SMEs from nine different Member States discussed, for a whole day long, all the political, marketing and economical aspects of a change of system. Manufacturers had different views on several things, depending on their size, their marketing approach and their investment in ETAs. In the end they agreed, they all see that, despite several attempts and proposals to rule out the proliferation of EADs, the actual legislative framework no longer provides for continuity and for a shared and adequate technical level under the EOTA system.
They unanimously agreed on the need to keep the high technical level reached by the main EADs, which should be used as a basis for a harmonised European standard on post-installed fasteners. The future standard should be further developed to include European technical common topics, under discussion or not yet developed at EOTA Working Group level, enabling manufacturers to use test results already obtained via the EAD route, instead of having to retest their products.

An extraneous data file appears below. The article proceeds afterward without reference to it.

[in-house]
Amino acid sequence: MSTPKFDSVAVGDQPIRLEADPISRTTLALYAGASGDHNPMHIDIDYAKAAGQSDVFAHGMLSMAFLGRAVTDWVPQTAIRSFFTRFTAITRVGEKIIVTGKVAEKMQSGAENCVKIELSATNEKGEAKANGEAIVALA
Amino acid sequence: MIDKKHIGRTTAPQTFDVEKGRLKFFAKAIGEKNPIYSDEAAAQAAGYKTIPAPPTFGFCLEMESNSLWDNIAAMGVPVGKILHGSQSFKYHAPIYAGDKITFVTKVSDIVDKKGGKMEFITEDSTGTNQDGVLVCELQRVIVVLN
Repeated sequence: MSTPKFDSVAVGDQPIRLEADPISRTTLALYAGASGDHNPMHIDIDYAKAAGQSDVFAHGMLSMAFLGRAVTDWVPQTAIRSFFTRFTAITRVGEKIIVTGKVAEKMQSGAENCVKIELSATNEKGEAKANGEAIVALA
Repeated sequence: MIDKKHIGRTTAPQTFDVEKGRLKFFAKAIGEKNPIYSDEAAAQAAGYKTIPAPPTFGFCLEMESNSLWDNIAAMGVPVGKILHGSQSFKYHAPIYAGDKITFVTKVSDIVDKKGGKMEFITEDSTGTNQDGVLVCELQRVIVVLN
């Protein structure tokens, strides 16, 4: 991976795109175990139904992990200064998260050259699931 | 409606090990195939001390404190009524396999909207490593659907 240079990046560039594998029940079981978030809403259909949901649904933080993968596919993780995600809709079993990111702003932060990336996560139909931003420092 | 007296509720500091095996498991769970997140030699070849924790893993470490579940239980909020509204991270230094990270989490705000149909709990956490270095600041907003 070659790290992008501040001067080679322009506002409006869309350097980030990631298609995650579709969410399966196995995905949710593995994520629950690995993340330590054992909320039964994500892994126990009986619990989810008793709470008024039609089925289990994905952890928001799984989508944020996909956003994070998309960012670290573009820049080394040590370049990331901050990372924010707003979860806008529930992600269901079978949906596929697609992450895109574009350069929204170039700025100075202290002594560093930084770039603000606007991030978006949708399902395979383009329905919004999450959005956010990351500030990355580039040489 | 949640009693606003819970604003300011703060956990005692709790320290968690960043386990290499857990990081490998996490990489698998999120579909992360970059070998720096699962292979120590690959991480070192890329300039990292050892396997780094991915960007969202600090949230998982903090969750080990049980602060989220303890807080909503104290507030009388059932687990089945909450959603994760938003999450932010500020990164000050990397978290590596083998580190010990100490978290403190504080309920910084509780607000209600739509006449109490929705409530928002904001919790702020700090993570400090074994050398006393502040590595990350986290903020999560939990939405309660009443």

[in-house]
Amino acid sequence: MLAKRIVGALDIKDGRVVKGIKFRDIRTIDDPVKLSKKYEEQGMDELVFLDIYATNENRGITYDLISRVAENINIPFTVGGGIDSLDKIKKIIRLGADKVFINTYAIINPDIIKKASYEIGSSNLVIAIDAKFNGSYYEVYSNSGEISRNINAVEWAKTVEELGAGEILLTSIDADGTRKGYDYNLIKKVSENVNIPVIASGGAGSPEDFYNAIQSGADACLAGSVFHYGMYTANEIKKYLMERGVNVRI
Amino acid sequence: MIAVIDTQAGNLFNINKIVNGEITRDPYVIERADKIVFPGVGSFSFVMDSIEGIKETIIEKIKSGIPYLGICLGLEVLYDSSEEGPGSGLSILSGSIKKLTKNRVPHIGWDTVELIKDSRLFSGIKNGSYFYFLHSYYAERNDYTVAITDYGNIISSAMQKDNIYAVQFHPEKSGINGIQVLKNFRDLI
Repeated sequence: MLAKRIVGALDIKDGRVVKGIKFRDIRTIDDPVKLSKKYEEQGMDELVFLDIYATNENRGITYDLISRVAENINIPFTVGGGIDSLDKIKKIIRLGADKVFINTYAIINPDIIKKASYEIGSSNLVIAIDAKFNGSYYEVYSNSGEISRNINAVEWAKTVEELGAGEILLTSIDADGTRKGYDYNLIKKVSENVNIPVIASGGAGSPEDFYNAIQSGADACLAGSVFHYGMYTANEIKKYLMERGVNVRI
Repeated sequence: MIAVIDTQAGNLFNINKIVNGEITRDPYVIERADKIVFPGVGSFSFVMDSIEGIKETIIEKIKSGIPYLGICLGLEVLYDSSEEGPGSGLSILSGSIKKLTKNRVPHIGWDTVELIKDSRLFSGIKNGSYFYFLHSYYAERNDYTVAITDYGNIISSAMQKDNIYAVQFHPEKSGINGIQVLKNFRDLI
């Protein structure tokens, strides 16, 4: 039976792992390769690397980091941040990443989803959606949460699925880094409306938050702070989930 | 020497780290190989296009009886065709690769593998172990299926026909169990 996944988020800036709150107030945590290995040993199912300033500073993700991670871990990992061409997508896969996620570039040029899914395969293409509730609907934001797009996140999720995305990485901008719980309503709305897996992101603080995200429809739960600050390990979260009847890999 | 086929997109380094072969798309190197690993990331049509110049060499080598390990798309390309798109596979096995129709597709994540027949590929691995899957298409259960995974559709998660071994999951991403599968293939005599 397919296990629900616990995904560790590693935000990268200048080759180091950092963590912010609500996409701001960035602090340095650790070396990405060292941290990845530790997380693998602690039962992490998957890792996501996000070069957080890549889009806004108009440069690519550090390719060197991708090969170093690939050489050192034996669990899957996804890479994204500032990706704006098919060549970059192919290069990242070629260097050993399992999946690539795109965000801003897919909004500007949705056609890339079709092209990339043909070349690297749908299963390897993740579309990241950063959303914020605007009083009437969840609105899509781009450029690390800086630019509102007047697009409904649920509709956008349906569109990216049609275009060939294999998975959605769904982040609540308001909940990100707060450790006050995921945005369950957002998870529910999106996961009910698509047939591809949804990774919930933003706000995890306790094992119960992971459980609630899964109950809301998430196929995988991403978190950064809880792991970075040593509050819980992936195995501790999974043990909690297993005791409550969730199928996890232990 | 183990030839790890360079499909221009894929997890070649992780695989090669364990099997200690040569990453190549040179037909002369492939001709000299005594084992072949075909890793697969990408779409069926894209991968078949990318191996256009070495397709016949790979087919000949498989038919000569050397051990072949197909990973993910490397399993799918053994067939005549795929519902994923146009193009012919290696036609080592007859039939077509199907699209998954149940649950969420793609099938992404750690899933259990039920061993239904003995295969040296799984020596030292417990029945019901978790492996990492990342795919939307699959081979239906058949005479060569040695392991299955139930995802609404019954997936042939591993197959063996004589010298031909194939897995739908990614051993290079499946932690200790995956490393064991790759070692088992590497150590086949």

They see and share the concern of colleagues on the economic burden of a mandatory CE Marking based on a European Standard instead of the EOTA voluntary one. On the other hand, they consider that a product, which is relevant for the safety and stability in buildings, should have a mandatory CE Marking.
They consider that the industry will benefit from a standard created on the basis of a wider consensus, including a wider part of the industry, particularly SMEs, and various stakeholders, which will be able to access the standardisation tables through their national mirror groups, enriching the level of the standard.
These considerations resulted in a CEN internal balloting, which is now ongoing in CEN TC 185 ‘Fasteners’. If you wish to express your opinion, contact your national CEN member (AFNOR; AENOR; BSI, DIN, UNI, etc) and have a say in this important vote.
Barbara Sorgato is secretary general of ECAP - European Consortium of Anchor Producers. ECAP is a unique case in Europe of a transnational sector group of SMEs that joint their efforts in standardsation, sharing the costs of its European activity and of related high tech services.